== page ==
Senate Democrats won a crucial test vote on President Barack Obama’s health care overhaul, putting them on track for passage before Christmas of the historic legislation to remake the nation’s medical system and cover 30 million uninsured.

All 58 Democrats and the Senate’s two independents held together early Monday against unanimous Republican opposition, providing the exact 60-40 margin needed to shut down a threatened GOP filibuster.

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  1. #1 The Science Pundit
    December 21, 2009

    …against unanimous Republican opposition, providing the exact 60-40 margin needed to shut down a threatened GOP filibuster.

    I think the first minute of this clip sums up the Republican position quite well.

  2. #2 Lou FCD
    December 21, 2009

    eh, at this point the bill’s been neutered, from what I’ve been able to follow. (The semester just ended, so forgive me if it’s been repaired and I’ve not heard.)

    I’m not even sure if I’d bother to support the bill anymore, given that.

  3. #3 Greg Laden
    December 21, 2009

    Lou: I think I would support the bill with the assumption that the five or six really important things that are not in there can be added later with reconciliation (and who knows, may be conference committee). Also, the bill is going to interface with states. States like Minnesota already have a public option (sort of). After a year or two of comparisons and tweakings, much of what was originally proposed will be law.

    But, if the bill is crashed now, the way the psychology of this thing works, health care insurance reform will be put aside for another 15 years. Not that that is logical, but just as Satan’s greatest evil is to convince us he does not exist, the Insurance Industry’s greatest evil is to convince us that we can only try to reform it every 15 years.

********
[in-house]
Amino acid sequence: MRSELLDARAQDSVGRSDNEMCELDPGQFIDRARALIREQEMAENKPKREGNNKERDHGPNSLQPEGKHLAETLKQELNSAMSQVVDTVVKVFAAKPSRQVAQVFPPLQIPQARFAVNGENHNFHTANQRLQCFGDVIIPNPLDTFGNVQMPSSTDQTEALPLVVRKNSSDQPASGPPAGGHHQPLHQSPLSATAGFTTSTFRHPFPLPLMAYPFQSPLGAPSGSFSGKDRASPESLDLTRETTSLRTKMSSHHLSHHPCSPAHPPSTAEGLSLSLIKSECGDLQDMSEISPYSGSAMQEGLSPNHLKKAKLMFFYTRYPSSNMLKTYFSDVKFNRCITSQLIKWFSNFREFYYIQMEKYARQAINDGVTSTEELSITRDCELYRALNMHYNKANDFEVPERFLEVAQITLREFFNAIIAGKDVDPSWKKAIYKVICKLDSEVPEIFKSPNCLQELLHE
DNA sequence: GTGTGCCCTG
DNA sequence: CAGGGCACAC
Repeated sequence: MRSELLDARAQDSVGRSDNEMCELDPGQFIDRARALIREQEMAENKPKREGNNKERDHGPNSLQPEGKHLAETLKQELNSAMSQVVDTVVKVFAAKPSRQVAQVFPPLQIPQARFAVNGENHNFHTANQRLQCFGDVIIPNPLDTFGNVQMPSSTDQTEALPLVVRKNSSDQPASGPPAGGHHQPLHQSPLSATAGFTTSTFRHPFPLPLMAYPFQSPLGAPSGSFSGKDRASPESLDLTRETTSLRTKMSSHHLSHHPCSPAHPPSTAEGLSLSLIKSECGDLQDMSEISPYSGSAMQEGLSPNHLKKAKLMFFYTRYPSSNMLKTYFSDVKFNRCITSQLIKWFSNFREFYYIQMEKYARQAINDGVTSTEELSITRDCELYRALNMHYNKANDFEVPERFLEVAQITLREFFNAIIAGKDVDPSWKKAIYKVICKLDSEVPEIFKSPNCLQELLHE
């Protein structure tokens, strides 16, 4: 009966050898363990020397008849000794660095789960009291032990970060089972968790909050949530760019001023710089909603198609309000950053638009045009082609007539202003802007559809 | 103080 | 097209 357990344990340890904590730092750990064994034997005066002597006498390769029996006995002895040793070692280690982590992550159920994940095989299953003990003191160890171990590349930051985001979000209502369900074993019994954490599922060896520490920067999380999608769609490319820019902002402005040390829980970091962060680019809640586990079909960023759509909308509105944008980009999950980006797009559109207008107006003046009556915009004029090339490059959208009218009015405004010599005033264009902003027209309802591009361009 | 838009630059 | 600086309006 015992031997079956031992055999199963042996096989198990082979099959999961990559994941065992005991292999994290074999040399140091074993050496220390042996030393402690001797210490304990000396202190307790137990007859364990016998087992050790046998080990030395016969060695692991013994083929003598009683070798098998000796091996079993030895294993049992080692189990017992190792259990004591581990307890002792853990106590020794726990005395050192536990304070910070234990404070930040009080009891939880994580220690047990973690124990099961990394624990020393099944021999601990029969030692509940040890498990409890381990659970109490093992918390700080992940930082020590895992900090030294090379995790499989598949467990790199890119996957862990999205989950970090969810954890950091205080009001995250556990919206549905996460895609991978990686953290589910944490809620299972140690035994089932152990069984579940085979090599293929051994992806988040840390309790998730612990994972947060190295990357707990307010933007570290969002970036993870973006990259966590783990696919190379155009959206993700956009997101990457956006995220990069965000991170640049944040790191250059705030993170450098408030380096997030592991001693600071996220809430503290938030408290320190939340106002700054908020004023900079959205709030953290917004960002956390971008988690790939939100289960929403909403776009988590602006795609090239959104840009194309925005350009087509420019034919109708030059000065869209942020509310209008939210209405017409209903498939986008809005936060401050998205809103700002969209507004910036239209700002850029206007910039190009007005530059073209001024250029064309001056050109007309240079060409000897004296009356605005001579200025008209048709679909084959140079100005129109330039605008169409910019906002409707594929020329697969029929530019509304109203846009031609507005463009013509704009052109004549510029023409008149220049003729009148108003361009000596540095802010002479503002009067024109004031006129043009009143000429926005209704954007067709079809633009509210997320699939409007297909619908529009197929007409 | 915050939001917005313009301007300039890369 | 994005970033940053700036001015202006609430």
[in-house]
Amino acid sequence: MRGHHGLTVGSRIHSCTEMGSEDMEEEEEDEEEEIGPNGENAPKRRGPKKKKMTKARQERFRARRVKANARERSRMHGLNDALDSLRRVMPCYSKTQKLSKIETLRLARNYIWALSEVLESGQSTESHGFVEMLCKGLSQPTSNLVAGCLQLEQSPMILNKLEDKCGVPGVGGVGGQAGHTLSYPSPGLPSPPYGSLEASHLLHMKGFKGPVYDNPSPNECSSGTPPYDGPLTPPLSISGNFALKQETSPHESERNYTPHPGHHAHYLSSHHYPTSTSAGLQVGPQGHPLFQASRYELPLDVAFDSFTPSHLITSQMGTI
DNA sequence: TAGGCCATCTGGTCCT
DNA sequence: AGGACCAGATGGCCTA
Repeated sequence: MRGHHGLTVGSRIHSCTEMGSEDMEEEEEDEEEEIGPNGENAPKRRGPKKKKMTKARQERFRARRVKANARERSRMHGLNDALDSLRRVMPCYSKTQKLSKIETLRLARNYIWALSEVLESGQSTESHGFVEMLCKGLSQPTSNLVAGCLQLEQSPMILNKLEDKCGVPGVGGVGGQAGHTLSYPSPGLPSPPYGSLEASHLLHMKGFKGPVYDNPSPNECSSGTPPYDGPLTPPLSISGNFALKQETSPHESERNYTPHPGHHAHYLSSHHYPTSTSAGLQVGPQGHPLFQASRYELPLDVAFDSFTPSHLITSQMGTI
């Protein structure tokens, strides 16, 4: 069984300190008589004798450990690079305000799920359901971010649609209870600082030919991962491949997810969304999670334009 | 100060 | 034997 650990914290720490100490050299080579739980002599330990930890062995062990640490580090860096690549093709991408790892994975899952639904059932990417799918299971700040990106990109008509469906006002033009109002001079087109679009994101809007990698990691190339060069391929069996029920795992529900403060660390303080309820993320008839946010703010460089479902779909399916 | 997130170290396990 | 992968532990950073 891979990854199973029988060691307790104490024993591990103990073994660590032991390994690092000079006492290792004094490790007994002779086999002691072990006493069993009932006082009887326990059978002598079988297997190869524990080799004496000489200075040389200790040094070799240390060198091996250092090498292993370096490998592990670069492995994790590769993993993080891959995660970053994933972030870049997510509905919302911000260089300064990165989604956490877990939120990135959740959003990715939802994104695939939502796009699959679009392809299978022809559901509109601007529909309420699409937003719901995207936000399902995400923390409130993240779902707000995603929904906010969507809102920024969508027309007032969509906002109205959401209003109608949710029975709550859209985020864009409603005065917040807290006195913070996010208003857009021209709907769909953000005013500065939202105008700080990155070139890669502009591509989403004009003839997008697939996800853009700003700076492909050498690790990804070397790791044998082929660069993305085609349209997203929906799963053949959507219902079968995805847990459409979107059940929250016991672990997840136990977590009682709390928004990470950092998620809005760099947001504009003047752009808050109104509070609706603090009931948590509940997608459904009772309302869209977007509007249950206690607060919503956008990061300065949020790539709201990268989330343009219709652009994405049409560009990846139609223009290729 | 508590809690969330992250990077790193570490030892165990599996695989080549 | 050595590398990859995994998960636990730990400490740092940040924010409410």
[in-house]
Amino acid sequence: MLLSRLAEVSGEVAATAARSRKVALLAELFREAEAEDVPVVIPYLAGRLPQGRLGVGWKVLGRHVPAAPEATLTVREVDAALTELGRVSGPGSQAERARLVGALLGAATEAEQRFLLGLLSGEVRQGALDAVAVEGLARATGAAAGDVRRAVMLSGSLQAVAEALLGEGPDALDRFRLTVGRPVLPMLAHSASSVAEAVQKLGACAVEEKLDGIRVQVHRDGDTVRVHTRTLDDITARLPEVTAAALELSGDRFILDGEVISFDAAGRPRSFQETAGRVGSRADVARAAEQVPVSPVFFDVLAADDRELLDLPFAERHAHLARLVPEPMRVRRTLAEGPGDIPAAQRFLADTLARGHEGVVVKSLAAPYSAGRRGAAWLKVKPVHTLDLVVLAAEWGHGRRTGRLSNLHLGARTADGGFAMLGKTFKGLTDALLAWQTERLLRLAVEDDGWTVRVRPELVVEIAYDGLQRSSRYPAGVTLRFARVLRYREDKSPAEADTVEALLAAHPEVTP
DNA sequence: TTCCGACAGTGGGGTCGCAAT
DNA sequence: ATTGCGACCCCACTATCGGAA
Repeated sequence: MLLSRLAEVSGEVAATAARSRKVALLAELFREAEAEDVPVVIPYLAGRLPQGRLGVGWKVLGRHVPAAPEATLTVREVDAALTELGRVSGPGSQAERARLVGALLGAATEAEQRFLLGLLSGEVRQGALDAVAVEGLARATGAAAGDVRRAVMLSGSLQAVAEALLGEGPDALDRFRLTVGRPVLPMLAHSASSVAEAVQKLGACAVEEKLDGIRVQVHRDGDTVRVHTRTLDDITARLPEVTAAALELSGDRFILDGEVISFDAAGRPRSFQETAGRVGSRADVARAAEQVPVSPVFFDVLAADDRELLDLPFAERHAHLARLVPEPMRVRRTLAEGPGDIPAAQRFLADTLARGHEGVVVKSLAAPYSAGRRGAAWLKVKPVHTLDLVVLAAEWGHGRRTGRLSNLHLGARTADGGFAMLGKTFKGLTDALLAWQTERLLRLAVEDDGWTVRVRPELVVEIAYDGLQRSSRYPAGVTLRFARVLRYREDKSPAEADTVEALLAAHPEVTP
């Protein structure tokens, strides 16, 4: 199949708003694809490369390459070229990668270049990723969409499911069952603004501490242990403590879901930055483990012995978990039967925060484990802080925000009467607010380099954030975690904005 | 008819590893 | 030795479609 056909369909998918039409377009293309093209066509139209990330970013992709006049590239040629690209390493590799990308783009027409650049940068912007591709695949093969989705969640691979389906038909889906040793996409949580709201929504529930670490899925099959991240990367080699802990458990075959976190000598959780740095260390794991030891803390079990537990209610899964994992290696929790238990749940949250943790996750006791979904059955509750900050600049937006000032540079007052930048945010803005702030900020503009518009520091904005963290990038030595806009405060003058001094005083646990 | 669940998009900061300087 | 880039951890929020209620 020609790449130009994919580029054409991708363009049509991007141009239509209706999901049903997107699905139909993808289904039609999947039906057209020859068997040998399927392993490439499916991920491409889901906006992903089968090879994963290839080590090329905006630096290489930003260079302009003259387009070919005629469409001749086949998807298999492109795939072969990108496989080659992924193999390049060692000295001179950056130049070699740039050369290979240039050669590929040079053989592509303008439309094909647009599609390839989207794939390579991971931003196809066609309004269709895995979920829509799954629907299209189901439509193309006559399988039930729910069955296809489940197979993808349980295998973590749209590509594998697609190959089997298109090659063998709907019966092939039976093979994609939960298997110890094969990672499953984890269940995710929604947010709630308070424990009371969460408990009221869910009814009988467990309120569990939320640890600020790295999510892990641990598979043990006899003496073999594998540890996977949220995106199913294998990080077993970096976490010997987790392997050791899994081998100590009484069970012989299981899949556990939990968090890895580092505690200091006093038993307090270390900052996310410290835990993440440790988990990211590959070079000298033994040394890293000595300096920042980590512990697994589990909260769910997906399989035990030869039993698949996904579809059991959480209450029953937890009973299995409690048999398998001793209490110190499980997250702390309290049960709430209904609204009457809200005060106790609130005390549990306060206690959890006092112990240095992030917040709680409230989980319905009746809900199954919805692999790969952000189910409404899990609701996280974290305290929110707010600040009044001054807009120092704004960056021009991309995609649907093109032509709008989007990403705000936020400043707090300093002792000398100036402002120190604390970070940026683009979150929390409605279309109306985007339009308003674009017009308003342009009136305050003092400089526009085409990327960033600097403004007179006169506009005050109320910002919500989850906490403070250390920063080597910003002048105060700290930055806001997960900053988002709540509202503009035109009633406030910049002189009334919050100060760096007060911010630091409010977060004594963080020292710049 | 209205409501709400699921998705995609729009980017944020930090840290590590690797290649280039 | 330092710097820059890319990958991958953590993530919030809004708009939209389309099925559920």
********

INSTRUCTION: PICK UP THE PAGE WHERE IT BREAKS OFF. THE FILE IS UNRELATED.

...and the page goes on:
4. #4 Lou FCD
    December 21, 2009

    Thanks, Greg. I’m trying to catch up on the world now, and that at least makes me feel a little better.

  5. #5 NewEnglandBob
    December 21, 2009

    I was on the fence but now support the current bill.

    I wonder why the senators from Maine, Olympia Snowe and Susan Collins, are sticking with the dark, evil side.

  6. #6 Greg Laden
    December 21, 2009

    Good. As long as you understand that this would be a totally false sense of feeling better.

  7. #7 Greg Laden
    December 21, 2009

    NEB: Somehow, the Pine Pulp industry benefits from the satus quo inre health care insurance.

  8. #8 aratina cage
    December 21, 2009

    I don’t think we should pass this bill before passing the Equal Rights Amendment, or maybe someone has removed the anti-abortion restrictions the “reform” imposes?

  9. #9 Lou FCD
    December 21, 2009

    Got it, completely.

  10. #10 The Science Pundit
    December 21, 2009

    I don’t know if you’ve seen Nate Silver’s latest column, but check out the first paragraph.

    I’m sorry, but debating the kill-billers on the policy merits of their position has become a bit like debating the global warming denialists. The denalists operate by picking and choosing which evidence they cite and what arguments they respond to. Sometimes, they raise fairly good points or expose legitimately sloppy work on behalf of “consensus” scientists. Sometimes, they are being contrarian for contrarianism’s sake. And sometimes, they’re just throwing a bunch of sh*t at the wall and seeing what sticks, hoping that the underlying truth or lack thereof is lost in the fog of debate.

    Ouch!!!

  11. #11 Greg Laden
    December 21, 2009

    OK, imma gonna let Nate finish, but first I gotta say that on that election thing? I predictged the outcome by state with pefect accuracy and Nate and his crew did not.